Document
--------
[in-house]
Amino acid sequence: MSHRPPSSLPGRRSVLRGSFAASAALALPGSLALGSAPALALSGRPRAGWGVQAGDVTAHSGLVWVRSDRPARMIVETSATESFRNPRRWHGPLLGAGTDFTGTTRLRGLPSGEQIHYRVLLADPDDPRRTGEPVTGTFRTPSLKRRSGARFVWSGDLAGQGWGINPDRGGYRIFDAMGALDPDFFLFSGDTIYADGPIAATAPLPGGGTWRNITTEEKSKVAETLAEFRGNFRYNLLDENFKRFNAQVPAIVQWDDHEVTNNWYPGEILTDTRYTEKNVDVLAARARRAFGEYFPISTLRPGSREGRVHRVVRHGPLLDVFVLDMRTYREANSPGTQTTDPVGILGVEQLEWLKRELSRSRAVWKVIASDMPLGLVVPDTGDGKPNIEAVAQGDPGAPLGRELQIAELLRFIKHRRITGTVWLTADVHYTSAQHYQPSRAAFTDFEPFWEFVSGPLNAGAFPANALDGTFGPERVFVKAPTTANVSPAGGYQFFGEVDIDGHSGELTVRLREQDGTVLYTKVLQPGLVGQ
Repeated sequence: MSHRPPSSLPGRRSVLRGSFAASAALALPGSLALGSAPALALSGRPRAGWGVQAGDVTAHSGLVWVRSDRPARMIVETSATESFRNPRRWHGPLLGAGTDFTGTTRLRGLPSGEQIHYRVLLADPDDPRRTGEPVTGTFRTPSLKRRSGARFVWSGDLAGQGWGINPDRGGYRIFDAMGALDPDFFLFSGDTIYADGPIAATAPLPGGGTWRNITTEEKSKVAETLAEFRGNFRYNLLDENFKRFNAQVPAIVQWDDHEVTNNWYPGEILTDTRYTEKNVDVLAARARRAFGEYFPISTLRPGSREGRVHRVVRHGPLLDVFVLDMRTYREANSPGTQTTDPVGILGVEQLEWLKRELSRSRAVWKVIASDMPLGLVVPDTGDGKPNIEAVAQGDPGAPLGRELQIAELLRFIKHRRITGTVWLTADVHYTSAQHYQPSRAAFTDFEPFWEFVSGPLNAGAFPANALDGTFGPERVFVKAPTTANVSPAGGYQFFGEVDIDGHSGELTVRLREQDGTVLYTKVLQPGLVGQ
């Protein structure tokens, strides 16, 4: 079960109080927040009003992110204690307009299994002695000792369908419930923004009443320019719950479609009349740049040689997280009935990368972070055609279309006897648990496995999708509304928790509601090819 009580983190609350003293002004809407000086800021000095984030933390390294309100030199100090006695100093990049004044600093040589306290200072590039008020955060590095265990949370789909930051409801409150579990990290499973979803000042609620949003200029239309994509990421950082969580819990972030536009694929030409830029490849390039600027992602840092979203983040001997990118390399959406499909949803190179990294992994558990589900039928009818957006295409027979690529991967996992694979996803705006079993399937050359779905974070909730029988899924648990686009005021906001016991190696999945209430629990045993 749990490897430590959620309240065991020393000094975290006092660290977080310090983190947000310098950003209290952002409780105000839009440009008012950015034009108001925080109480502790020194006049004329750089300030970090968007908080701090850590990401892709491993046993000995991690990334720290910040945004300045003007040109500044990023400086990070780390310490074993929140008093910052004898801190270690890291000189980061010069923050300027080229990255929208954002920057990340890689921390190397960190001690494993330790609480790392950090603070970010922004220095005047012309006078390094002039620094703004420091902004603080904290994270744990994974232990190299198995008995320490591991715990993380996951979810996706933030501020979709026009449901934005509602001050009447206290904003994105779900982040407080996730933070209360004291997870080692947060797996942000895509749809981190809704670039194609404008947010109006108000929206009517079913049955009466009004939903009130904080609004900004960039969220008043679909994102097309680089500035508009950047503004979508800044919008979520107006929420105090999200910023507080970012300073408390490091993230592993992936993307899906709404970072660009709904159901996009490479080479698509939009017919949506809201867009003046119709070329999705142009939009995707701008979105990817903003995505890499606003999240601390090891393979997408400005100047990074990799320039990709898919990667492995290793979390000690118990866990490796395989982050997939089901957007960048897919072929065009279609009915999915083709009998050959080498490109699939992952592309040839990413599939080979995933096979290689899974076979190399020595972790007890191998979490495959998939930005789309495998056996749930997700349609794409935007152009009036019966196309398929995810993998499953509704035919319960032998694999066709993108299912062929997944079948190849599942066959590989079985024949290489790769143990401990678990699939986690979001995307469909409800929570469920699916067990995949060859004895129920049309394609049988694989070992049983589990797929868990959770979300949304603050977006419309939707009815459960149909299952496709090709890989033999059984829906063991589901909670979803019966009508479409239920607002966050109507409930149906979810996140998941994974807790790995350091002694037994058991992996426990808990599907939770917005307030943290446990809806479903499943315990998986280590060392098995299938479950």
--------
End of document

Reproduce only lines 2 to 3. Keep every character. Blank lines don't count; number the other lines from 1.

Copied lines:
Amino acid sequence: MSHRPPSSLPGRRSVLRGSFAASAALALPGSLALGSAPALALSGRPRAGWGVQAGDVTAHSGLVWVRSDRPARMIVETSATESFRNPRRWHGPLLGAGTDFTGTTRLRGLPSGEQIHYRVLLADPDDPRRTGEPVTGTFRTPSLKRRSGARFVWSGDLAGQGWGINPDRGGYRIFDAMGALDPDFFLFSGDTIYADGPIAATAPLPGGGTWRNITTEEKSKVAETLAEFRGNFRYNLLDENFKRFNAQVPAIVQWDDHEVTNNWYPGEILTDTRYTEKNVDVLAARARRAFGEYFPISTLRPGSREGRVHRVVRHGPLLDVFVLDMRTYREANSPGTQTTDPVGILGVEQLEWLKRELSRSRAVWKVIASDMPLGLVVPDTGDGKPNIEAVAQGDPGAPLGRELQIAELLRFIKHRRITGTVWLTADVHYTSAQHYQPSRAAFTDFEPFWEFVSGPLNAGAFPANALDGTFGPERVFVKAPTTANVSPAGGYQFFGEVDIDGHSGELTVRLREQDGTVLYTKVLQPGLVGQ
Repeated sequence: MSHRPPSSLPGRRSVLRGSFAASAALALPGSLALGSAPALALSGRPRAGWGVQAGDVTAHSGLVWVRSDRPARMIVETSATESFRNPRRWHGPLLGAGTDFTGTTRLRGLPSGEQIHYRVLLADPDDPRRTGEPVTGTFRTPSLKRRSGARFVWSGDLAGQGWGINPDRGGYRIFDAMGALDPDFFLFSGDTIYADGPIAATAPLPGGGTWRNITTEEKSKVAETLAEFRGNFRYNLLDENFKRFNAQVPAIVQWDDHEVTNNWYPGEILTDTRYTEKNVDVLAARARRAFGEYFPISTLRPGSREGRVHRVVRHGPLLDVFVLDMRTYREANSPGTQTTDPVGILGVEQLEWLKRELSRSRAVWKVIASDMPLGLVVPDTGDGKPNIEAVAQGDPGAPLGRELQIAELLRFIKHRRITGTVWLTADVHYTSAQHYQPSRAAFTDFEPFWEFVSGPLNAGAFPANALDGTFGPERVFVKAPTTANVSPAGGYQFFGEVDIDGHSGELTVRLREQDGTVLYTKVLQPGLVGQ